Executive Summary

Companies that enjoy enduring success have a core purpose and core values that remain fixed while their strategies and practices endlessly adapt to a changing world. The rare ability to balance continuity and change–requiring a consciously practiced discipline–is closely linked to the ability to develop a vision. Vision provides guidance about what to preserve and what to change. A new prescriptive framework adds clarity and rigor to the vague and fuzzy vision concepts at large today. The framework has two principal parts: core ideology and envisioned future. Core ideology combines an organization’s core values and core purpose. It’s the glue that holds a company together as it grows and changes. Core values are an organization’s essential and enduring tenets–the values it would hold even if they became a competitive disadvantage; core purpose is the organization’s fundamental reason for being. The second component of the vision framework is the envisioned future. First, a company must identify bold stretch goals; then it should articulate vivid descriptions of what it will mean to achieve them. Henry Ford set the goal of democratizing the automobile, then told the world, “When I’m through…everyone will have one. The horse will have disappeared from our highways”–an imaginative stretch for the time. Unfortunately, the usual vision statement is fuzzy and inspires only boredom. But managers who master a discovery process to identify core ideology can link their vision statements to the fundamental dynamic that motivates truly visionary companies–that is, the dynamic of preserving the core and stimulating progress.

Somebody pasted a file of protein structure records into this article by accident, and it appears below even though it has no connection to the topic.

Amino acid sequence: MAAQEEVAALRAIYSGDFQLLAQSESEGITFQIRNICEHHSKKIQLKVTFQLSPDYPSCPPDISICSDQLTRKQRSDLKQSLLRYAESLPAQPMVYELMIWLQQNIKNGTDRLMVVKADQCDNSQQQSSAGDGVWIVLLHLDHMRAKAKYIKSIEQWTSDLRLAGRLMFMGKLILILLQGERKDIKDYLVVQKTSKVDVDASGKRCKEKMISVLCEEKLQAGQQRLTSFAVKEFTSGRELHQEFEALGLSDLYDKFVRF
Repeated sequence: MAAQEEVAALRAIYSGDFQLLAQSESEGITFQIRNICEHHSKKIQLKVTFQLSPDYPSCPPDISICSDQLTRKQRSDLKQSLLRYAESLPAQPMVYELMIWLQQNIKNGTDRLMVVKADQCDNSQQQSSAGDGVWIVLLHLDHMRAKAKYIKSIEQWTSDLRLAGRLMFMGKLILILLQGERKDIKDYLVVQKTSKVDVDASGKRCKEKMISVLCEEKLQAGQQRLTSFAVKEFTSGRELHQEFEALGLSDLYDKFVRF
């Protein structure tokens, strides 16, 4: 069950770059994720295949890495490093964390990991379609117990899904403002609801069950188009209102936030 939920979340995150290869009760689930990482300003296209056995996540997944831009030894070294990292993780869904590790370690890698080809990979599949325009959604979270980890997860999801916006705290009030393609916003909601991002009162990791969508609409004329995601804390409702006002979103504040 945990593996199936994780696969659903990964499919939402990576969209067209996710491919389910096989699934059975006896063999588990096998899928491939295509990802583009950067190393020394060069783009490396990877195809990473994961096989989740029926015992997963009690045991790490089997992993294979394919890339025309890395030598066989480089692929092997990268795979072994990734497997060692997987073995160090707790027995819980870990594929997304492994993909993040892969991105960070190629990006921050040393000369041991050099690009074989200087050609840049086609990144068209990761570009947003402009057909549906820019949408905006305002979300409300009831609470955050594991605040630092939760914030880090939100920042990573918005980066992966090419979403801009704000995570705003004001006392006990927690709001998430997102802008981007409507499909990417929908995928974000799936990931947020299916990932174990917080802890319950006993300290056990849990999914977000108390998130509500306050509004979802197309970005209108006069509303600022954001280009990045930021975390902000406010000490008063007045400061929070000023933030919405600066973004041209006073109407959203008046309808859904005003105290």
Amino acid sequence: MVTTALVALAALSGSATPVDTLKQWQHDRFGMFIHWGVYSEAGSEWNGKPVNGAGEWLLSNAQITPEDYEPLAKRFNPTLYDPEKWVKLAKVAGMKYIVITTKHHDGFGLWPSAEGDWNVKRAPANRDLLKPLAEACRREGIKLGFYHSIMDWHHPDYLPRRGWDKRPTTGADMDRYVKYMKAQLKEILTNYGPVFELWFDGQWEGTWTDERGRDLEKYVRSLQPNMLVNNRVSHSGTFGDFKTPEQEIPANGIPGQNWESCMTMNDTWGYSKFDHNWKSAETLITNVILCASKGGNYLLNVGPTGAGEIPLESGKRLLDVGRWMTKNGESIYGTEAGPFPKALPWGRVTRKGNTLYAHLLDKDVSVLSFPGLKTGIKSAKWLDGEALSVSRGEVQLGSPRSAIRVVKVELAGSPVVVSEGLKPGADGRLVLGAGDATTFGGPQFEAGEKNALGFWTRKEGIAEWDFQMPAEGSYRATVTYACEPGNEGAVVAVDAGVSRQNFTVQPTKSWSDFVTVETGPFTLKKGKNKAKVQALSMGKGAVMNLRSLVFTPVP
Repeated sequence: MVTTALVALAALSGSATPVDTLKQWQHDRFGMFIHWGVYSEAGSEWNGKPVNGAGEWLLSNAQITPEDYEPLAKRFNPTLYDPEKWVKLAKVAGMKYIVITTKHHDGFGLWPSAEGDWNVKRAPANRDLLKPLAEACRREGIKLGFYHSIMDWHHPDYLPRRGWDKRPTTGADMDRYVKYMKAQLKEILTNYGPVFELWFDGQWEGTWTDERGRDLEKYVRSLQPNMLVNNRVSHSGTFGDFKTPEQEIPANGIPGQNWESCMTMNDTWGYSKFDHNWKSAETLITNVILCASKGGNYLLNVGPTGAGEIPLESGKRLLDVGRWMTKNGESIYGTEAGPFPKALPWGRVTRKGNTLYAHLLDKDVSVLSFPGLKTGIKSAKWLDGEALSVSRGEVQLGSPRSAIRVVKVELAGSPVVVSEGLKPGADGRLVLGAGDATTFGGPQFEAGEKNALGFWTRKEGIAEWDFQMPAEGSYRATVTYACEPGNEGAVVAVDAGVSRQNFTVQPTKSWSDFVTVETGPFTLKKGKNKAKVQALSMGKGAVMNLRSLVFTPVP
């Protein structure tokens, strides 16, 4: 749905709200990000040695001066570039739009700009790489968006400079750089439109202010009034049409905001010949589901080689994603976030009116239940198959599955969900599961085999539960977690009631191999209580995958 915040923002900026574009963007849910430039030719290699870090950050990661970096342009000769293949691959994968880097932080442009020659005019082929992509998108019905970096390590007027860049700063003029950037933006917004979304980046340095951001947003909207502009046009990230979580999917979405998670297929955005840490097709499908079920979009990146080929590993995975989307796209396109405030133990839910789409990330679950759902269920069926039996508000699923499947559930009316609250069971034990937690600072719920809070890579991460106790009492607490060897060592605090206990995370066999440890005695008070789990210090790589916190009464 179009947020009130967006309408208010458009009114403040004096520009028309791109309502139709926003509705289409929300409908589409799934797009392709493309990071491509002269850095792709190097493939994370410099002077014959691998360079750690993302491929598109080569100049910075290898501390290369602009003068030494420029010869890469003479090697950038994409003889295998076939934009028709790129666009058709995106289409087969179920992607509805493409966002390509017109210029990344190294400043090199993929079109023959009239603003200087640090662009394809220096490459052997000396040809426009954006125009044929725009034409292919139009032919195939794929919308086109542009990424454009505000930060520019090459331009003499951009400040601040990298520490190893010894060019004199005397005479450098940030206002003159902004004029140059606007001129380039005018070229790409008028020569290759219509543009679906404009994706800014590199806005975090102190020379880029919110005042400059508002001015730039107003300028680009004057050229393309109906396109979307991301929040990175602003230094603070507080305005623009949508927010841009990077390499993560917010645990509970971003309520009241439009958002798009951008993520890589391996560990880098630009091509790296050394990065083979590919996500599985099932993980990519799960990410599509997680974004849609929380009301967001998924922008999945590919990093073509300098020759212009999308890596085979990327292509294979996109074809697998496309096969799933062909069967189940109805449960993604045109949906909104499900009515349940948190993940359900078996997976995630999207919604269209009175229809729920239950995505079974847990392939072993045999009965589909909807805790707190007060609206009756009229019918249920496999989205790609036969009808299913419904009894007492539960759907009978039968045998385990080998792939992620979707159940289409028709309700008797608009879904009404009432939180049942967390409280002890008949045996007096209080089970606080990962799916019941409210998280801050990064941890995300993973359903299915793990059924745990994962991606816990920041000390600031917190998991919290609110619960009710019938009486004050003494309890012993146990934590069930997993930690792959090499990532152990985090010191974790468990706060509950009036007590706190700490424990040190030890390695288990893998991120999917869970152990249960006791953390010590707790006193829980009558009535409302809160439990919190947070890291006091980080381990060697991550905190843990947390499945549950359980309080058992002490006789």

Jim Collins operates a management research laboratory in Boulder, Colorado. He is the author of Good to Great: Why Some Companies Make the Leap…and Others Don’t (HarperBusiness, 2001), and coauthor, with Jerry I. Porras, of Built to Last: Successful Habits of Visionary Companies (HarperBusiness, 2002).

Jerry I. Porras is the Lane Professor of Organizational Behavior and Change at Stanford University’s Graduate School of Business in Stanford, California, where he is also the director of the Executive Program in Leading and Managing Change. He is a coauthor of Built to Last: Successful Habits of Visionary Companies(HarperBusiness, 1994).